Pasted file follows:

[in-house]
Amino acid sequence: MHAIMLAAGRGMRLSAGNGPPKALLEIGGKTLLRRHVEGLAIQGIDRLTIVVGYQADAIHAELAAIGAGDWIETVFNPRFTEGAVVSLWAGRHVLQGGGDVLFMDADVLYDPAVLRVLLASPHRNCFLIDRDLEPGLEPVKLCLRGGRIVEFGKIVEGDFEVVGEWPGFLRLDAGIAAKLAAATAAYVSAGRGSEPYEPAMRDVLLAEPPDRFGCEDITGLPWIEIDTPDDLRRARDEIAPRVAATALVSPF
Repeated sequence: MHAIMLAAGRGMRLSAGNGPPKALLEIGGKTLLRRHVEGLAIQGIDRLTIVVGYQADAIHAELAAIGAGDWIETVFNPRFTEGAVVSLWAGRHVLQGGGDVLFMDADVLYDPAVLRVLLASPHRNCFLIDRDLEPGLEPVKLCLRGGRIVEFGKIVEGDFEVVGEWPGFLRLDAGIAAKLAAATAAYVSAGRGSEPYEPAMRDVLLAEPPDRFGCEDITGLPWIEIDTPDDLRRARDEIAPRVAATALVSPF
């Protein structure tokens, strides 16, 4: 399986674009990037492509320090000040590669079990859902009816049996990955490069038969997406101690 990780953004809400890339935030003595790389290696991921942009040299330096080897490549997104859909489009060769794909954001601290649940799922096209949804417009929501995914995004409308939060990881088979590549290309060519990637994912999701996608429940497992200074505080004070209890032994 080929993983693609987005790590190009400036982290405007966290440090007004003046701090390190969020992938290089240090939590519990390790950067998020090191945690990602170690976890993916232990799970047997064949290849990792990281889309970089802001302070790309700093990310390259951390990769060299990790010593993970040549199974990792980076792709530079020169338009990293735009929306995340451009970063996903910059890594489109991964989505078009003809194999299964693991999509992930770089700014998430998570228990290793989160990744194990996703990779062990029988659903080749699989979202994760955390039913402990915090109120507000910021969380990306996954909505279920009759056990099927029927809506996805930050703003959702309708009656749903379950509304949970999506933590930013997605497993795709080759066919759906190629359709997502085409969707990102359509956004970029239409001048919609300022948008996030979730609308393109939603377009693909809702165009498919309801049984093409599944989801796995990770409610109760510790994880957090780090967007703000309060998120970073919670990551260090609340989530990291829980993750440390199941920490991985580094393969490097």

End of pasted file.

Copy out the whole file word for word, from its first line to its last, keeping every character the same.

[in-house]
Amino acid sequence: MHAIMLAAGRGMRLSAGNGPPKALLEIGGKTLLRRHVEGLAIQGIDRLTIVVGYQADAIHAELAAIGAGDWIETVFNPRFTEGAVVSLWAGRHVLQGGGDVLFMDADVLYDPAVLRVLLASPHRNCFLIDRDLEPGLEPVKLCLRGGRIVEFGKIVEGDFEVVGEWPGFLRLDAGIAAKLAAATAAYVSAGRGSEPYEPAMRDVLLAEPPDRFGCEDITGLPWIEIDTPDDLRRARDEIAPRVAATALVSPF
Repeated sequence: MHAIMLAAGRGMRLSAGNGPPKALLEIGGKTLLRRHVEGLAIQGIDRLTIVVGYQADAIHAELAAIGAGDWIETVFNPRFTEGAVVSLWAGRHVLQGGGDVLFMDADVLYDPAVLRVLLASPHRNCFLIDRDLEPGLEPVKLCLRGGRIVEFGKIVEGDFEVVGEWPGFLRLDAGIAAKLAAATAAYVSAGRGSEPYEPAMRDVLLAEPPDRFGCEDITGLPWIEIDTPDDLRRARDEIAPRVAATALVSPF
């Protein structure tokens, strides 16, 4: 399986674009990037492509320090000040590669079990859902009816049996990955490069038969997406101690 990780953004809400890339935030003595790389290696991921942009040299330096080897490549997104859909489009060769794909954001601290649940799922096209949804417009929501995914995004409308939060990881088979590549290309060519990637994912999701996608429940497992200074505080004070209890032994 080929993983693609987005790590190009400036982290405007966290440090007004003046701090390190969020992938290089240090939590519990390790950067998020090191945690990602170690976890993916232990799970047997064949290849990792990281889309970089802001302070790309700093990310390259951390990769060299990790010593993970040549199974990792980076792709530079020169338009990293735009929306995340451009970063996903910059890594489109991964989505078009003809194999299964693991999509992930770089700014998430998570228990290793989160990744194990996703990779062990029988659903080749699989979202994760955390039913402990915090109120507000910021969380990306996954909505279920009759056990099927029927809506996805930050703003959702309708009656749903379950509304949970999506933590930013997605497993795709080759066919759906190629359709997502085409969707990102359509956004970029239409001048919609300022948008996030979730609308393109939603377009693909809702165009498919309801049984093409599944989801796995990770409610109760510790994880957090780090967007703000309060998120970073919670990551260090609340989530990291829980993750440390199941920490991985580094393969490097």